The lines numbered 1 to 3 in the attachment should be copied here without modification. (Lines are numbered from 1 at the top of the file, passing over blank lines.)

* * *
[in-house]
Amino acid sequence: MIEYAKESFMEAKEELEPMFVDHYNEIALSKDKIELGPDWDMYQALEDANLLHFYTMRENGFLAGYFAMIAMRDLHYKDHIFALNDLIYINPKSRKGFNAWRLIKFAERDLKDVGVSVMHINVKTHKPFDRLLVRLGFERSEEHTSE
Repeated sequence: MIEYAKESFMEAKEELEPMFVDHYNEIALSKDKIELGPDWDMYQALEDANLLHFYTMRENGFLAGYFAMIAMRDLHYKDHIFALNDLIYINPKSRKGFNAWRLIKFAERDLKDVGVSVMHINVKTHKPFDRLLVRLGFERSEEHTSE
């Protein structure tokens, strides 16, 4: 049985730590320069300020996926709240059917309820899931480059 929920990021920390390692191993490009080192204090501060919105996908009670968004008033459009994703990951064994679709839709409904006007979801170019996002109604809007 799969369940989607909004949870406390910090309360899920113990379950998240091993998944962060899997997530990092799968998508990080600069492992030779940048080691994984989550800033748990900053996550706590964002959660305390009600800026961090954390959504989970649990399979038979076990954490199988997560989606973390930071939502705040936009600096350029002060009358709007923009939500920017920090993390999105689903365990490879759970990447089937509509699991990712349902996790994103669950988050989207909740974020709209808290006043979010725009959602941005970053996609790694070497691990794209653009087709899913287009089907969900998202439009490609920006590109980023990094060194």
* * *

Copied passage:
[in-house]
Amino acid sequence: MIEYAKESFMEAKEELEPMFVDHYNEIALSKDKIELGPDWDMYQALEDANLLHFYTMRENGFLAGYFAMIAMRDLHYKDHIFALNDLIYINPKSRKGFNAWRLIKFAERDLKDVGVSVMHINVKTHKPFDRLLVRLGFERSEEHTSE
Repeated sequence: MIEYAKESFMEAKEELEPMFVDHYNEIALSKDKIELGPDWDMYQALEDANLLHFYTMRENGFLAGYFAMIAMRDLHYKDHIFALNDLIYINPKSRKGFNAWRLIKFAERDLKDVGVSVMHINVKTHKPFDRLLVRLGFERSEEHTSE